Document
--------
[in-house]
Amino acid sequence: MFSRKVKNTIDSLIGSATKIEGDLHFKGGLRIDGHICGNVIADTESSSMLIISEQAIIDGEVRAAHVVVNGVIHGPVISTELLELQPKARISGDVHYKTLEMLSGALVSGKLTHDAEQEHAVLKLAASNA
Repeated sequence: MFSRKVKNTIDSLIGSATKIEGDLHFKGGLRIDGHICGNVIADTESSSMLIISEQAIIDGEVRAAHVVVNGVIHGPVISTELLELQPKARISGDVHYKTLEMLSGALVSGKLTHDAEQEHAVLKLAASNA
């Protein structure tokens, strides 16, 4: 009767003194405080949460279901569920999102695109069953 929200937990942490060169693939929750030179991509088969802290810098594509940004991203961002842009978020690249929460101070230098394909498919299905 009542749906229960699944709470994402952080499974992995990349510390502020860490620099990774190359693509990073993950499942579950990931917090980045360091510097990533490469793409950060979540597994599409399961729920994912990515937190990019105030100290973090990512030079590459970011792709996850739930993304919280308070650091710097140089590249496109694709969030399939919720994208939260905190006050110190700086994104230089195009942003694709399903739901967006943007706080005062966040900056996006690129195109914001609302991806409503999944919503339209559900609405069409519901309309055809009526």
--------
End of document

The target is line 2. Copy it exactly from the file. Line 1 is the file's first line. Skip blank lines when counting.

Amino acid sequence: MFSRKVKNTIDSLIGSATKIEGDLHFKGGLRIDGHICGNVIADTESSSMLIISEQAIIDGEVRAAHVVVNGVIHGPVISTELLELQPKARISGDVHYKTLEMLSGALVSGKLTHDAEQEHAVLKLAASNA